The same can be said for the new wave of climate change deniers who are steadfastly refusing to consider not only the data on current climate change, but the historical record of our amazing past from Antarctic ice sheets going back almost 500,000 years.

Albert Einstein once said, "The fairest thing we can experience is the mysterious…It is the fundamental emotion that stands at the cradle of true art and true science.” Watching Herzog’s film made me wonder what will be the legacy we leave for any future generations living 32,000 years in the future? Will we provide evidence of the peaks of modern minds that could produce the art of Rodin and Picasso, or will those who prefer to bury their heads in the sand hold ultimate sway, leading us back into a dark age of ignorance, fear, and with it, violence, in our dreams of greatness will be destroyed and forgotten?

We owe it to ourselves and our children to celebrate the richness and mystery of being human in all its aspects, from the biological creatures we are, to the social and cognitive wonders that have made it possible for a creative and imaginative species to be caught across the ages in the lens of a creative artist who helps force us to reconsider our own place in the cosmos.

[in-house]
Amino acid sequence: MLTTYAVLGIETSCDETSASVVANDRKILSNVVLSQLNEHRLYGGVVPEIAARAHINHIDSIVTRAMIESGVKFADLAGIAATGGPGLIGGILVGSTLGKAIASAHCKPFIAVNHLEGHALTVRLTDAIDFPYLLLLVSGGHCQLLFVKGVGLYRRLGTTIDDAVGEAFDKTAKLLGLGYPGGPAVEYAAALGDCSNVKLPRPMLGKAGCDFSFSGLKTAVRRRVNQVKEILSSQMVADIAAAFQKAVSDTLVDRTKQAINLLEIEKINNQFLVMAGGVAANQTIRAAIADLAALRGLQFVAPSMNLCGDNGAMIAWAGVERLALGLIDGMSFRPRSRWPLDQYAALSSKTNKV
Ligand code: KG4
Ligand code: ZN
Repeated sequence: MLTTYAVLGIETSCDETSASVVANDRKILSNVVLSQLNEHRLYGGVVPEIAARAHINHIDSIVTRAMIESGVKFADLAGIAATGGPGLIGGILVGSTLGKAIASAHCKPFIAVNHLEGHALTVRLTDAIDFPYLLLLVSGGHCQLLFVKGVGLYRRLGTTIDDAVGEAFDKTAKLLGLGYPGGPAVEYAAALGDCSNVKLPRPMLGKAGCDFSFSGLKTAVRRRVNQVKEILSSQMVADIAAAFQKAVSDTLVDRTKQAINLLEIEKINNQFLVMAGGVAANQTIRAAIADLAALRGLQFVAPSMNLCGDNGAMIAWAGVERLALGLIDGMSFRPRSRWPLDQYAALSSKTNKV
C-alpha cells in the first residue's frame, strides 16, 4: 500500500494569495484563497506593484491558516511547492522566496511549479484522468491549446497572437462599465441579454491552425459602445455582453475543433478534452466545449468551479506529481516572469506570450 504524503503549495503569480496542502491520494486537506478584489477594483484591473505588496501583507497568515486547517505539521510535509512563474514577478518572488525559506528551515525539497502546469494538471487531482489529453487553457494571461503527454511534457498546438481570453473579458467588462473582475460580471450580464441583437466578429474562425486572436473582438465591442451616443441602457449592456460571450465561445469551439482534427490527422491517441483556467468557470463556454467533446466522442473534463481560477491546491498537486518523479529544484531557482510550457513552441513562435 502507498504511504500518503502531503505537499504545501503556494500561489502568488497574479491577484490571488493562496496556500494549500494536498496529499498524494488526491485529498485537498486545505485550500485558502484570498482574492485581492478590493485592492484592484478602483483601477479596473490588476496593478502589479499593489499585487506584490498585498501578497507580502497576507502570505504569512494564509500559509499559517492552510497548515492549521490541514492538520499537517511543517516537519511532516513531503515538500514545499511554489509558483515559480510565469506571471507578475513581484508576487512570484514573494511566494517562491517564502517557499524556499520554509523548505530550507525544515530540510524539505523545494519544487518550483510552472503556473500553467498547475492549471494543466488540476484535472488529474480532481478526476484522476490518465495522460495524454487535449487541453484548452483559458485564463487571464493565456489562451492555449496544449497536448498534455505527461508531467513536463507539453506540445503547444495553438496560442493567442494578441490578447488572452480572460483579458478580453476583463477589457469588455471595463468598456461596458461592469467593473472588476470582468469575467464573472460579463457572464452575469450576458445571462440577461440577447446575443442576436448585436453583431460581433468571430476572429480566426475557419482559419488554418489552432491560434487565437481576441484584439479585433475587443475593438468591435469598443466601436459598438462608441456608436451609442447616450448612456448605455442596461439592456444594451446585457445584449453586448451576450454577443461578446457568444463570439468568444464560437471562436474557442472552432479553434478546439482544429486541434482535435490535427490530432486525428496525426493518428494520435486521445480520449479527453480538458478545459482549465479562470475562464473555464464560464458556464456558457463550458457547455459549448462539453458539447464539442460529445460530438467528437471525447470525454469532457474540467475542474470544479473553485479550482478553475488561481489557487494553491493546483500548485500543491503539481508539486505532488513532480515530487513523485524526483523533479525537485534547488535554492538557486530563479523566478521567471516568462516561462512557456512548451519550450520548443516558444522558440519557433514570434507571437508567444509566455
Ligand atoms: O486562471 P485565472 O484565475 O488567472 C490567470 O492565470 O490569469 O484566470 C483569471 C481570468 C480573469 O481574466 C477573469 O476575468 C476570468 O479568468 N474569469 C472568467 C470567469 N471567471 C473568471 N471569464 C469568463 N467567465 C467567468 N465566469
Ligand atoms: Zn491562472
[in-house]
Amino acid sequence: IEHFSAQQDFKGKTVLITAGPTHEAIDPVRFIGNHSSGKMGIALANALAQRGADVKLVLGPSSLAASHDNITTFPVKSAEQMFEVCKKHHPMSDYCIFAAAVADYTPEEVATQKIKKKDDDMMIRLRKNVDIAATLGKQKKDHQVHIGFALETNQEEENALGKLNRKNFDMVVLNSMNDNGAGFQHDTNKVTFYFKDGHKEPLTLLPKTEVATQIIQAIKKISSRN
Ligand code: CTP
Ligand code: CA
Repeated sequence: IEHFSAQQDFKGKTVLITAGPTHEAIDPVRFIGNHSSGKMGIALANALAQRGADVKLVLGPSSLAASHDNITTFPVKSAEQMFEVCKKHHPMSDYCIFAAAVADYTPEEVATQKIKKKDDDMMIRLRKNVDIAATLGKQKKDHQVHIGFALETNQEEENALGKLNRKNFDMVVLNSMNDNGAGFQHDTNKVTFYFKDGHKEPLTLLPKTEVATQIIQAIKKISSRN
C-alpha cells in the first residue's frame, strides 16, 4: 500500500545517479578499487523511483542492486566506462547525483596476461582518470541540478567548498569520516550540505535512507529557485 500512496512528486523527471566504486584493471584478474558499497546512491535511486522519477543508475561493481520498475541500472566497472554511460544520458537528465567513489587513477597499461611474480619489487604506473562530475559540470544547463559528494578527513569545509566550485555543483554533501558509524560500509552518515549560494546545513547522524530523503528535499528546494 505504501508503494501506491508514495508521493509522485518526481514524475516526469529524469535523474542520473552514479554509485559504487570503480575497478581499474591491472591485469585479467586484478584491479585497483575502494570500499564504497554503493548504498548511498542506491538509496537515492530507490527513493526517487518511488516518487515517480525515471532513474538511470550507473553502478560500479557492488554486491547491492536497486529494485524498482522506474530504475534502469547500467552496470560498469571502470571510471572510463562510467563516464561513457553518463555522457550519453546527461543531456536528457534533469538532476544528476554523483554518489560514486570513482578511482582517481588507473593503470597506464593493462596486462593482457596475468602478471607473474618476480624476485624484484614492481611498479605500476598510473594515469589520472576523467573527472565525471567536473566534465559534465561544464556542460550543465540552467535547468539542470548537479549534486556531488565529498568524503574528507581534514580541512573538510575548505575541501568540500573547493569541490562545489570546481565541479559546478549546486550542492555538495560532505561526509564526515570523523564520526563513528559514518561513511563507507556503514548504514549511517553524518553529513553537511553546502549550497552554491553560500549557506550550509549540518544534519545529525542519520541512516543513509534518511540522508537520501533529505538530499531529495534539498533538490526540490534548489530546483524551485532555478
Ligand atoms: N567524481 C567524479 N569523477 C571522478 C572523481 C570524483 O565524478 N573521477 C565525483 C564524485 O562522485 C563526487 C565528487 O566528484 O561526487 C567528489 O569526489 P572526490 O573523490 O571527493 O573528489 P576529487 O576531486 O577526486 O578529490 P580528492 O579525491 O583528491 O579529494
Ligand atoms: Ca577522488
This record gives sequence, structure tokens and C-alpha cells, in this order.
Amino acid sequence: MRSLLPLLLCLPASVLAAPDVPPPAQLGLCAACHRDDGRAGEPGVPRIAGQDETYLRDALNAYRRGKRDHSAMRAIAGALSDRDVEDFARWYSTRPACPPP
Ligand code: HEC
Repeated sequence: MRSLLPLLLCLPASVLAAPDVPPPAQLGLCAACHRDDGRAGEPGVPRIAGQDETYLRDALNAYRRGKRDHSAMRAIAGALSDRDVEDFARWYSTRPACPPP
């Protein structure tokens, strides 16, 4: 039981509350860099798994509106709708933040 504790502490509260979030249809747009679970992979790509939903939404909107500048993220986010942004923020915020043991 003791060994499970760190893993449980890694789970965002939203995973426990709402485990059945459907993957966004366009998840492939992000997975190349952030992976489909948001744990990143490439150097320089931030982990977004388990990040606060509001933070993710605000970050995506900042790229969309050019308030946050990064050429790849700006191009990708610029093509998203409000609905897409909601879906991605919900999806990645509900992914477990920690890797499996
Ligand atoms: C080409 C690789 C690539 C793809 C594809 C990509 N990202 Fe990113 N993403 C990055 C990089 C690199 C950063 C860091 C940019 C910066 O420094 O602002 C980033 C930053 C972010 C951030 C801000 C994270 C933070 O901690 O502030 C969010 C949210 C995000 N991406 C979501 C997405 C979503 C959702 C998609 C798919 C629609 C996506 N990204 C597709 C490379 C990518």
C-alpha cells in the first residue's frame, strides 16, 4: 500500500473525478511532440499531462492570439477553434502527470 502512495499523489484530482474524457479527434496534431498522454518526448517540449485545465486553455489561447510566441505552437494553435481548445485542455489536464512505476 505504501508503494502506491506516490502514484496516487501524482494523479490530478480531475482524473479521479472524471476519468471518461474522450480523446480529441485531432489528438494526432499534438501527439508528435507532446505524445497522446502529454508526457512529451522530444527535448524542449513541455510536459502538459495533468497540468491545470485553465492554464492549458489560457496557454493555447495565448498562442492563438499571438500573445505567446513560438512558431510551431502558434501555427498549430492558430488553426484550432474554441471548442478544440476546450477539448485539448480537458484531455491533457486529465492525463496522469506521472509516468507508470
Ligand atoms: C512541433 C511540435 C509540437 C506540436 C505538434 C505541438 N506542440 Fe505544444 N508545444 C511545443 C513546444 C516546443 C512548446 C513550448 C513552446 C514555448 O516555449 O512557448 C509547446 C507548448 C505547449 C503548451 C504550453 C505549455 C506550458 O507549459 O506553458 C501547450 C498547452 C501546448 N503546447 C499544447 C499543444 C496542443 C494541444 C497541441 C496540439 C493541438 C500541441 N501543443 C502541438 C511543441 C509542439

About the Author: Lawrence Krauss, a cosmologist, directs the Origins Project at Arizona State University, which will hold a major festival celebrating Science and Culture in April 2011.



The views expressed are those of the author and are not necessarily those of Scientific American.

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  1. 1. aposl3pol 9:15 pm 11/18/2010

    As the son of an Evangelical pastor who’s always been interested in science, the message of this article resonates with me. It took me 10 years to get past the mental trappings that were instilled in me from childhood, to get to the point that I would go back to college to study physics and astronomy (which I’m now doing.)